Nearly eight out of ten people in the UK say the law needs to change to clamp down on the use of tax havens.
Only one in eleven of UK adults think the law is doing a good job of ensuring that large international companies pay the tax they are supposed to around the world.
The new YouGov poll, which lays bare public concern over tax dodging, was commissioned by ActionAid and Oxfam and is being released today ahead of the Chancellor George Osborne’s Autumn Statement. He is expected to talk about tax avoidance in the UK and say that tax reforms agreed by the G20 last week demonstrate the UK government’s commitment to cracking down on tax dodging.
ActionAid and Oxfam believe the G20 measures do not go far enough and that poor countries will continue to be the biggest losers without a second generation of tax reforms. They are calling on the Chancellor to commit to further tough action to tackle tax avoidance by UK multinationals in his Statement on Wednesday.
The charities are calling for a crackdown on tax havens, country by country reporting for UK companies and further reform of the international tax system toensure that multinationals pay their fair share of tax wherever they operate, including developing countries.
The poll also revealed the public agree that corporate tax avoidance impacts on public services in developing countries. IMF research estimates that developing countries may lose $200 billion a year to corporate tax avoidance. That money is badly needed to fund public services like healthcare and education and tackle poverty.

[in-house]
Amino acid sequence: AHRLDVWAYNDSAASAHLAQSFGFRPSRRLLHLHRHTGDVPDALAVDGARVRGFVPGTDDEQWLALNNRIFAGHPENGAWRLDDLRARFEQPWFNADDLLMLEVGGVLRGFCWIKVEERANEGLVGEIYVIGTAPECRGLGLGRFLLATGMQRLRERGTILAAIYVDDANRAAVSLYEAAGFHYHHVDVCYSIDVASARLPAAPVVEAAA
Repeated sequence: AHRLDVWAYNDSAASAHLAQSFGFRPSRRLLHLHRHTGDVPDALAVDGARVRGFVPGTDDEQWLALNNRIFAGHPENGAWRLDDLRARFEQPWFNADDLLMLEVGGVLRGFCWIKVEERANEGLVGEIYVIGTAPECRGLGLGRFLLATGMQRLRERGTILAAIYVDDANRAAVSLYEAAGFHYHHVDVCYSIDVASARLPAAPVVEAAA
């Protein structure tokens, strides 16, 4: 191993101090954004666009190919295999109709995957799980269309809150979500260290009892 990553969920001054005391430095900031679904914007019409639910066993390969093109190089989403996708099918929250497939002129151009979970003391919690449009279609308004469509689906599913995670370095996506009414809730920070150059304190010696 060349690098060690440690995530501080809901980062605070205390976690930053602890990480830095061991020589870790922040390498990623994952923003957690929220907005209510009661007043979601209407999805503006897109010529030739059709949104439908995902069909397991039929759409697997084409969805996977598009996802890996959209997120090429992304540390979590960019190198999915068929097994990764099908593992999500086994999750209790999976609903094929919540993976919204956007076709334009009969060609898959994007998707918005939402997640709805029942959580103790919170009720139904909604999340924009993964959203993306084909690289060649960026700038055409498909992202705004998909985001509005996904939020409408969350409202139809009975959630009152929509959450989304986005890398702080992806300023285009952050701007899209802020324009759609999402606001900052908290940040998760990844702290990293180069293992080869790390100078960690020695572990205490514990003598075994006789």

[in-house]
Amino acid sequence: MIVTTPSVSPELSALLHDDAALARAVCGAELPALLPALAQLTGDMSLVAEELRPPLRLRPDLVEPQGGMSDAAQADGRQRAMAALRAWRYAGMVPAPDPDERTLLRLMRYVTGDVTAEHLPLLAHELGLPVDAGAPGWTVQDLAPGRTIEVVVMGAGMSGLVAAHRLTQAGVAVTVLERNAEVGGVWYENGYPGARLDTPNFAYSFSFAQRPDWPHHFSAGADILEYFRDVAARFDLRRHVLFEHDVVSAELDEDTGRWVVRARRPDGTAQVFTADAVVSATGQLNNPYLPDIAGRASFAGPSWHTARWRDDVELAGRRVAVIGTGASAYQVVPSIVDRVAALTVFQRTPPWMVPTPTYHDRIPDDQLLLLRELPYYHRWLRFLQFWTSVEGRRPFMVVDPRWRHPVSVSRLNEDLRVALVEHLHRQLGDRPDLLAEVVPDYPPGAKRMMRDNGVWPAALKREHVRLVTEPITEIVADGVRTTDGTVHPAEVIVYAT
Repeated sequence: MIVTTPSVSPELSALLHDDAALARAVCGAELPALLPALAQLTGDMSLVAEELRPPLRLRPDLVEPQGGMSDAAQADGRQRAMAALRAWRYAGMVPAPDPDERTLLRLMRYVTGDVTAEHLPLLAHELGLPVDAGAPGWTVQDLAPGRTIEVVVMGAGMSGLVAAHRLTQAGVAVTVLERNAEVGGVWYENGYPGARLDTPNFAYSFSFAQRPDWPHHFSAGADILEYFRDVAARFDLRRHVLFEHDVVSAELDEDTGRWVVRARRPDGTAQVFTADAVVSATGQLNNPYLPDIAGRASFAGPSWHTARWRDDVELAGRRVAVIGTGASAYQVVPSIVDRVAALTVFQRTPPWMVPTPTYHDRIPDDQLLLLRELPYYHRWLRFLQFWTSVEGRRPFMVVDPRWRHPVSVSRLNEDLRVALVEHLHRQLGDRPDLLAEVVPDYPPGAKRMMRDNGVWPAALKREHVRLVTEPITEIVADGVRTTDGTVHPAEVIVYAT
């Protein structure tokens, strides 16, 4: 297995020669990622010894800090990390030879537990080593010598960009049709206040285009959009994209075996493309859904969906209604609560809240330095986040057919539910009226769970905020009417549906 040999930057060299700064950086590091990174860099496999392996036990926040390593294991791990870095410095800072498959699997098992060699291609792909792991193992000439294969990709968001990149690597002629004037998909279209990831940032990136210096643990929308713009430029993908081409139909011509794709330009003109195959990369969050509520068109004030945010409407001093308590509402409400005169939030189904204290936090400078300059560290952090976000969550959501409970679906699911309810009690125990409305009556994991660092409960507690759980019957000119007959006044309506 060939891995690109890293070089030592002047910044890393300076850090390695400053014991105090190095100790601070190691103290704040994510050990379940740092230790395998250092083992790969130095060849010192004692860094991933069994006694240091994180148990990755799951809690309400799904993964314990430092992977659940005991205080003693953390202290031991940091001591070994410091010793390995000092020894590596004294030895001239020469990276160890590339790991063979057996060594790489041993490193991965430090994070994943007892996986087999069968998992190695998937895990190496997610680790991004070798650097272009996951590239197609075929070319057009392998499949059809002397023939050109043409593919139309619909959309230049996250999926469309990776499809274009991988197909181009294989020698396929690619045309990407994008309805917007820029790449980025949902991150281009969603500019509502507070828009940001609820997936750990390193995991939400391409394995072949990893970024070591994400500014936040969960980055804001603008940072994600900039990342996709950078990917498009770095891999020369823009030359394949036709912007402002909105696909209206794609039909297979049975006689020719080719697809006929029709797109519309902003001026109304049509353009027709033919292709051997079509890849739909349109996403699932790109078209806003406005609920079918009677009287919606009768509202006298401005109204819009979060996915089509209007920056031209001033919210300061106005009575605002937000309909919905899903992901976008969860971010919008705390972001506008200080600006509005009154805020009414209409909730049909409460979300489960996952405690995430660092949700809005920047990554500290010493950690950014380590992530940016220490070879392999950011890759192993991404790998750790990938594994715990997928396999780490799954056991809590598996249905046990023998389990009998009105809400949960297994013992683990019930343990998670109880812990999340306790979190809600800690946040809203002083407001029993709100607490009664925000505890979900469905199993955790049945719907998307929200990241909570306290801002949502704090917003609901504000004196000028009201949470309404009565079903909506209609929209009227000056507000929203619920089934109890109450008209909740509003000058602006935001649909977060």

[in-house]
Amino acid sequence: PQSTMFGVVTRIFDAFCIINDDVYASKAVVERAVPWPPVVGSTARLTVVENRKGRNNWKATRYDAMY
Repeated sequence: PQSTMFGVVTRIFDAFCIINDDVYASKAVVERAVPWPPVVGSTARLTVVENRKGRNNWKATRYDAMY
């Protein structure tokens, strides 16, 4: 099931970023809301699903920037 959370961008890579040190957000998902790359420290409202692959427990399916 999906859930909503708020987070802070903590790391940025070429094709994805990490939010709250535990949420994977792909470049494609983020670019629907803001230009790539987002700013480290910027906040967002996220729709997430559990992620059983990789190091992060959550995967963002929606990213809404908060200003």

At home, nearly half the UK’s largest quoted companies are paying less than the 20% corporation tax rate and one in 10 pay no corporation tax at all, according to recent research on London’s FTSE 350 firms. This loss to the nation’s coffers could be due to tax breaks as well as exploiting loopholes in tax rules.
Anders Dahlbeck, ActionAid Tax Justice Adviser, said:
“British taxpayers are sick of big businesses dodging tax around the world. The public are demanding a fairer global tax system.
“The Conservative manifesto contained took some important steps on tax avoidance but the Chancellor’s work is not yet done.
“If the scourge of global poverty is to be tackled bold action is needed to crackdown on tax havens,renegotiate unfair tax treaties and ensure that multinationals pay their fair share of tax wherever they operate. Ending corporate tax dodging could reduce poverty and help deliver education and healthcare for all.”
Nick Bryer, Oxfam Head of Campaigns, said:
“People in the UK are fed up with seeing wealthy individuals and household-name brands get away with rock-bottom tax bills.
“The Chancellor has promised to crack down on the scandal of tax dodging that sees the world’s most vulnerable people miss out the most, but current measures go nowhere near far enough.
“To show he’s serious about tackling tax dodging, George Osborne needs to support further international reform to close loopholes in our broken tax system and make sure all companies are reporting their profits and the tax they pay in every country where they operate.”
The key findings from the YouGov poll:
The current laws on corporate tax avoidance are not strong enough — only 9% agreed that the current law is doing a good job of ensuring that large international companies pay the tax they are due around the world. 64% of people disagreed.